Custom Quilting Gallery – Sampler Quilts
Let’s take a peek at two very different custom quilted sampler quilts. All the quilts featured in this post were created by my customers. I added the longarm quilting to showcase the blocks. Sampler quilts, or block of the month quilts, are so tricky because each block is receiving its own unique design. If you have a quilt you’d like for me to finish, read more at www.reannalilyquilts.com or drop me an email.
Local Quilt Shop’s Block of the Month
First up is a block of the month hosted by a local quilt shop. My customer picked up fabrics each month and created her blocks. I think this is the 2017-2018 project. See my customer’s whole quilt on her instagram.
I kept the borders a bit simple so the blocks would really stand out.
Now onto the ruler work and stitching designs. I tried to apply the Divide and Design method to each block.
For consistency, I also tried to keep types of block units treated in a similar fashion. By that I mean, if a block had a large square, it would get a sort of 4-corner star. If it was a small square it would have orange peel stitching. It didn’t always work, but it helped quite a bit.
And sometimes, I didn’t pay too much attention to the piecing at all. I jumped right in to create new shapes by connecting points with in the block. You can see four “footballs” in the block below.
A Kit Turned Into a Quilt
My customer tells me this quilt has been in progress for quite some time. She wanted to have it quilted to be in a show next year. I cannot wait to see it. You can see more of this customer’s amazing work in her shop on etsy.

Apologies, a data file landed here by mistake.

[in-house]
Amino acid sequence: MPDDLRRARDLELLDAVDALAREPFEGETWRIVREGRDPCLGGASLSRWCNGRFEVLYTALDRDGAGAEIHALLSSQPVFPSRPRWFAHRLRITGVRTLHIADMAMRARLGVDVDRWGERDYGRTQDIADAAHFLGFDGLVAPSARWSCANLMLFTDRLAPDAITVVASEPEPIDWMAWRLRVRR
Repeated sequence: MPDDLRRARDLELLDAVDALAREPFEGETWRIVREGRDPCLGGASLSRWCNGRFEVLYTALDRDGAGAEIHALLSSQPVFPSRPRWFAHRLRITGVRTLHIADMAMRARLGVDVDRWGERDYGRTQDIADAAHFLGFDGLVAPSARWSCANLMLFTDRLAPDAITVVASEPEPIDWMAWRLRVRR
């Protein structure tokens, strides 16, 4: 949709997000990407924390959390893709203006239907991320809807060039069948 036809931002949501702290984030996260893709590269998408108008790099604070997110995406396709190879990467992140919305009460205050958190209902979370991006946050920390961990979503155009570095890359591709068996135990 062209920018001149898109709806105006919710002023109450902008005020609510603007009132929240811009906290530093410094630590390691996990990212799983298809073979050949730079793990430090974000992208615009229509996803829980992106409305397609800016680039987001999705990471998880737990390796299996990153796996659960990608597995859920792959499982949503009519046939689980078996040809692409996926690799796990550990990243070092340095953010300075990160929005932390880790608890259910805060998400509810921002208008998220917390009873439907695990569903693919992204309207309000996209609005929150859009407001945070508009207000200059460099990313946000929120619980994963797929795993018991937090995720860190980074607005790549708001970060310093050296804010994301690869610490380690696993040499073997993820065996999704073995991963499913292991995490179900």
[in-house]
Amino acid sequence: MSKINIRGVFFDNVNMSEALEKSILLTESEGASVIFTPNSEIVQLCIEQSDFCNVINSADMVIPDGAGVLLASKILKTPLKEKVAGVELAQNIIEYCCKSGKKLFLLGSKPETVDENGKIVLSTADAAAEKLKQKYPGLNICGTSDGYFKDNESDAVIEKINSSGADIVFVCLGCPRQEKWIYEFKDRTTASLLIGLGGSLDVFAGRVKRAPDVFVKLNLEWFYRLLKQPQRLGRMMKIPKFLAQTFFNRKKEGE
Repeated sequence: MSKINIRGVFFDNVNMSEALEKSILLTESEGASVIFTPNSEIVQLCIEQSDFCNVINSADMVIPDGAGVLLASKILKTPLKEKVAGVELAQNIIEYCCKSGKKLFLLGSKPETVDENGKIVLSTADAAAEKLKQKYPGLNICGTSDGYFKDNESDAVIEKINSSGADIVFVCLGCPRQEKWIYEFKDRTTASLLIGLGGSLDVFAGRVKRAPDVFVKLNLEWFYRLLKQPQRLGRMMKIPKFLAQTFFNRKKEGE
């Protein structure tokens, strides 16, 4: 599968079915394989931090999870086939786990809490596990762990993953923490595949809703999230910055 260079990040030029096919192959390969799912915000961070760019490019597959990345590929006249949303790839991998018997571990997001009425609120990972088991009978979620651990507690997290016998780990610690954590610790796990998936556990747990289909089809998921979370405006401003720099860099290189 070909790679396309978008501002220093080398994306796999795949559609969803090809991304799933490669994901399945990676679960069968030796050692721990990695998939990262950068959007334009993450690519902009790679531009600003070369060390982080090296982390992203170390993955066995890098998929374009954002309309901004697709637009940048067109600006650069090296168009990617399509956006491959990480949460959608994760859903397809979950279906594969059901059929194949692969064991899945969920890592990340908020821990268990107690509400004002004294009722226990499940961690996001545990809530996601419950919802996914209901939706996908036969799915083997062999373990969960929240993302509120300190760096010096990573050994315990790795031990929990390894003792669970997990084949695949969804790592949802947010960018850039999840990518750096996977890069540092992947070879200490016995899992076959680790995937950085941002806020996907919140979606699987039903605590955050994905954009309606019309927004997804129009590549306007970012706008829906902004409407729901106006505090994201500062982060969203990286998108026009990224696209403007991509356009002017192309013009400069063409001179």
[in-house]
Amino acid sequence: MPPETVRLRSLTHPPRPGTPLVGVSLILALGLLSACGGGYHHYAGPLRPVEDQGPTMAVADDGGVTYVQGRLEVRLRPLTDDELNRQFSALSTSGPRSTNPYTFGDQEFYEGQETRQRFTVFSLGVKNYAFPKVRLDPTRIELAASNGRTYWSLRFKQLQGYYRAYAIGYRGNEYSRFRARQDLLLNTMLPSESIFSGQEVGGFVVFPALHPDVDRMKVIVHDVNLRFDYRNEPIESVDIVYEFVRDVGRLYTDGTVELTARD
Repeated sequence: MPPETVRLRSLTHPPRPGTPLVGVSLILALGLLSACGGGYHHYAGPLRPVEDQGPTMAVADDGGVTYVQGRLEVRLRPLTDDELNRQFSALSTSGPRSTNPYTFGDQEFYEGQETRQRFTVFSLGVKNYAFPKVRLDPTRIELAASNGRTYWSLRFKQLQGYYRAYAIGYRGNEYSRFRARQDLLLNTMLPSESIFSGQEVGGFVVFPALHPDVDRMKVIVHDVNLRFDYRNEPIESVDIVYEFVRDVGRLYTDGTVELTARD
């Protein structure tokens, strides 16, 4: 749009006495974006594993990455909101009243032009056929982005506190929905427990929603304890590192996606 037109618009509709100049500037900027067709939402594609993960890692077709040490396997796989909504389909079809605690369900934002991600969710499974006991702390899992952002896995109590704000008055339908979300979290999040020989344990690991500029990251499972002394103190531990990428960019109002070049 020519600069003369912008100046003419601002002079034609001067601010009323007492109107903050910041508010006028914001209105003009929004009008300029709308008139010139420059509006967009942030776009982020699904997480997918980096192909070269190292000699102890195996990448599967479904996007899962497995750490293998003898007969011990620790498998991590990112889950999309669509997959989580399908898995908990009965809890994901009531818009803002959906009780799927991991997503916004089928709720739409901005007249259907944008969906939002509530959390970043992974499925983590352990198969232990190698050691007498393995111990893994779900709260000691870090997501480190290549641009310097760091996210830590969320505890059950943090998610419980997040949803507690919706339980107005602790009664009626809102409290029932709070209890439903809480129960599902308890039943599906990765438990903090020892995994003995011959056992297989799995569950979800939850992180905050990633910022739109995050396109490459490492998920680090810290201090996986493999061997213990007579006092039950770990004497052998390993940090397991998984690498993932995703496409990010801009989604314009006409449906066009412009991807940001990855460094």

I’ll be honest with you, this sampler was incredible and far outside my quilting comfort zone. It has everything.
Flying geese, applique, traditional blocks, sashing, no discernible grid, and more!
I don’t see too many traditional quilts come through my studio. The challenge is incredible, though. That part, I love. I hope my customer loved it, too.
Like with the previous sampler, I tried to stay consistent in my “certain shapes get certain treatments” plan. All flying geese blocks have connected wishbone stitching lines.
The quilt is very densely quilted, too.
Her workmanship was next level. I spent most of the time working on this quilt just hoping I don’t mess it up. It was so complex and stunning.
And Don’t Forget Edge to Edge
For good measure, lets take a minute to love the wispy ribbon swirls of a fantastic edge-to-edge design.
What does edge-to-edge mean? In the most simple terms, it means I can use my longarm quilting machine to stitch from one edge of your quilt to the other without stopping.
These long swirls that look a bit like ribbons are a new addition to my edge-to-edge free-motion stitching designs. If you have a quilt you’d like for me to finish, read more at www.reannalilyquilts.com or drop me an email.